Grant letters of support are testimonials in favor of a nonprofit from donors, partners, or people served by the nonprofit. Nonprofits can include these testimonials with fundraising letters, in cases for support, and in annual reports.
Learn what makes a letter of support successful, how to get one for your organization, and how these letters compare to a memorandum of agreement.
What Is a Letter of Support?
A letter of support is an outside testimonial that backs up a nonprofit's claims of success and promises to deliver. Letters of support usually accompany a proposal or application for grant funds. These testimonials show that other people, businesses, and organizations believe that the nonprofit can get the job done.
A letter of support can come from a partner organization, a major donor, another foundation, a congressional representative, an outside business, or a key stakeholder. A support letter might be from community leaders who believe in your program, or it might be from people who will receive the services you propose providing.
Letters of support may include a commitment to help the project. This type of letter might indicate that a certain business not only supports a nonprofit, but it wants to provide a gift-in-kind to support the project. A donor could use their letter of support to commit a specific amount of money to the project. A business's letter of support could include a pledge to loan pro bono volunteers to your project.
How a Letter of Support Works
A letter of support won't necessarily clinch an award, but it could make your grant proposal more competitive, especially when the letter comes from high-level individuals or organizations.
A letter of support shows that others think your proposal has merit. It can signal that your organization enjoys an excellent reputation and that your community supports your work. It provides a compelling and persuasive reason why a funder would want to support your grant application or proposal.
The best letters of support describe how a partner will support the project as applicable. It should convey enthusiasm for the project and lend credibility to your work.
The foundation or government agency offering grants will be impressed by letters of support, commitment, or partnership. The more you can demonstrate that the funder won't be alone in supporting your work, the better your proposal will be received.
Including Letters of Support in Your Grant Proposal
Before you submit a grant proposal, make a list of people or organizations that will benefit from your proposed project. Set up meetings so you can explain in detail what the project will be, and ask if they would be willing to write a letter of support to help you get the funding you need.
The details of your project should explain the benefits to them and their community. If they agree, provide a draft of a letter that they can use. Ask them to send the letter to you by a particular date so you can include them with your grant application.
If the person or organization would prefer to write their own letter of support, you can instead provide vital information in bullet points or short paragraphs to make it easier to write a great recommendation. Examples of helpful information might include:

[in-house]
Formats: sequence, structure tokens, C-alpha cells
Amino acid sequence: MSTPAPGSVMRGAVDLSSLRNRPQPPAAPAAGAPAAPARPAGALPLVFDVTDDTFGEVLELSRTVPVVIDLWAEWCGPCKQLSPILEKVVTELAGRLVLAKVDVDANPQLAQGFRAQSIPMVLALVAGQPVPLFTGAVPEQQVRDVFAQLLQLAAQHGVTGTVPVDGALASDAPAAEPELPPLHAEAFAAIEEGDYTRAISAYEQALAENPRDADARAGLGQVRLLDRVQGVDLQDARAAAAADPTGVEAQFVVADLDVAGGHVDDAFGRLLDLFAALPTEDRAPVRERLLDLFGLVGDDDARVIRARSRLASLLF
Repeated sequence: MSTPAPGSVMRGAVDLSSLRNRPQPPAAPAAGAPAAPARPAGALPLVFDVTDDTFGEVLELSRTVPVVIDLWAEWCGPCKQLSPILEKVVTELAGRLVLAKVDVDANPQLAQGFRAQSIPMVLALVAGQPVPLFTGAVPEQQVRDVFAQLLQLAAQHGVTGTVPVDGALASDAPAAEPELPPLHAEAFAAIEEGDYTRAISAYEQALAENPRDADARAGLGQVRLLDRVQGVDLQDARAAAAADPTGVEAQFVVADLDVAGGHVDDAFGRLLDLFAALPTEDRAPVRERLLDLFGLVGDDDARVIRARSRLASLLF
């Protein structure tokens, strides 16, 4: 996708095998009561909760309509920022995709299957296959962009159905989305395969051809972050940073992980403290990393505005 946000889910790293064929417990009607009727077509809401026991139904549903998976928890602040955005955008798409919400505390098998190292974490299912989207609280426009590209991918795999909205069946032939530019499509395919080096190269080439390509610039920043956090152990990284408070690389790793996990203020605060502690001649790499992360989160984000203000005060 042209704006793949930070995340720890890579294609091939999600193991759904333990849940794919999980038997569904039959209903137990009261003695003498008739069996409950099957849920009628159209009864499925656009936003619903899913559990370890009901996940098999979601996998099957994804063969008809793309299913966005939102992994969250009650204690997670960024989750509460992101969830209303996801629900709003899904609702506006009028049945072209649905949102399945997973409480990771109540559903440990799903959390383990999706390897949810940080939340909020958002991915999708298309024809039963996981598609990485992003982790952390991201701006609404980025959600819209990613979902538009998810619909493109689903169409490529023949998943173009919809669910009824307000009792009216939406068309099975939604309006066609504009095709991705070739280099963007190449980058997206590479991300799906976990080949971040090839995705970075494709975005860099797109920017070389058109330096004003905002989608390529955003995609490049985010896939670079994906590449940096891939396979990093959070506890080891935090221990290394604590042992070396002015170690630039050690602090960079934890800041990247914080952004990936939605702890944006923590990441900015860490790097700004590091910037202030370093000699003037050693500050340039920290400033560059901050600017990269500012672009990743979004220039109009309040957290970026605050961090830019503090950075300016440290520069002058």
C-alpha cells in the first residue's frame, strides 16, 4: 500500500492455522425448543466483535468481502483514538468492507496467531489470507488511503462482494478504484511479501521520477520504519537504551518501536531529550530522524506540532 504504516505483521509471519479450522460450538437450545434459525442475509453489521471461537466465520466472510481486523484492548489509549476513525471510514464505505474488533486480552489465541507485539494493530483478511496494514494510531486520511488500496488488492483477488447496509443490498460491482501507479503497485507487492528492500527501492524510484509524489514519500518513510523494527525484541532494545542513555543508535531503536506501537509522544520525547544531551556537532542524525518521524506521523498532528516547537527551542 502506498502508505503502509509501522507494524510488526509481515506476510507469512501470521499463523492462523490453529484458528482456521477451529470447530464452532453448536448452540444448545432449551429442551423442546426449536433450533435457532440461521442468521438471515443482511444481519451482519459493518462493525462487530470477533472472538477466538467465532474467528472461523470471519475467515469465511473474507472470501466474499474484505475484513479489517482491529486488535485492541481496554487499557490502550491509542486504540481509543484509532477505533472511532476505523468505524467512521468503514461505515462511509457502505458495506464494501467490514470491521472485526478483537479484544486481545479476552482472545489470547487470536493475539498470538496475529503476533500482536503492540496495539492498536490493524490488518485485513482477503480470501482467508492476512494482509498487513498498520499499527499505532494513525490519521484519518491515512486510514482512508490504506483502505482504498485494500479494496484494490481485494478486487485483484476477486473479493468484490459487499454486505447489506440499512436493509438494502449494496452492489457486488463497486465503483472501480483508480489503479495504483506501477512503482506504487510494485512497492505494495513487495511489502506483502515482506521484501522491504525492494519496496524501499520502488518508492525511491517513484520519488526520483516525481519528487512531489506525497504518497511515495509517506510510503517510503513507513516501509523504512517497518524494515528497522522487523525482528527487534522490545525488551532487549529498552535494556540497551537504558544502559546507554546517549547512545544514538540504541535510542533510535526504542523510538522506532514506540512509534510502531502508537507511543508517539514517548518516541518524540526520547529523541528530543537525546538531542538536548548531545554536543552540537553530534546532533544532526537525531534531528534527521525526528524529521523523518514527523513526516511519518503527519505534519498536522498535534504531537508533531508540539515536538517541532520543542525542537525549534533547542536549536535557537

- A summary of the project the grant will fund
- How the project meshes with the interests of the funder
- Examples of how the grant will help your organization fulfill its mission
- Excerpts from a previous letter of support that worked well
- The person or organization receiving the letter
Encourage the writer to avoid generic and vague salutations like "To whom it may concern." Provide specific names and, if it applies, a grant application number.
Letter of Support vs. Memorandum of Agreement
|Letter of Support vs. Memorandum of Agreement|
|Letter of Support||Memorandum of Agreement|
|May accompany a grant proposal or application||May accompany a grant proposal or application|
|Statement of ideological support||Outlines expectations for material support|
|Intended for a potential grantor||Intended for potential grantors, as well as the partnering organizations|
|May or may not be a memorandum of agreement||Can always work as a letter of support|
Letters of support frequently come from other organizations that have agreed to be a partner for the project your group is offering. Sometimes this type of support letter takes the form of a formal partnership agreement or a memorandum of agreement (MOA). Some grantmakers may even require an organization to have an MOA with a partner group.
If you plan to work closely with another group on a project, the terms of the partnership should be clearly spelled out in writing. The MOA should describe a cooperative relationship between two organizations, in addition to detailing how you'll use the funds from a potential grantmaker.
Details to include in an MOA include a description of roles, responsibilities, terms, and the details of the partnership on which both parties agree. It should be signed by authorized representatives of both organizations. Submit it with your proposal or application for a government or foundation grant.
- Grant letters of support are testimonials on behalf of an organization written by that organization's previous donors, partners, or people served by the organization.
- Some grantors may require letters of support before grant money can be distributed.
- A letter of support can also be a memorandum of agreement, which outlines how two groups will work together on a project.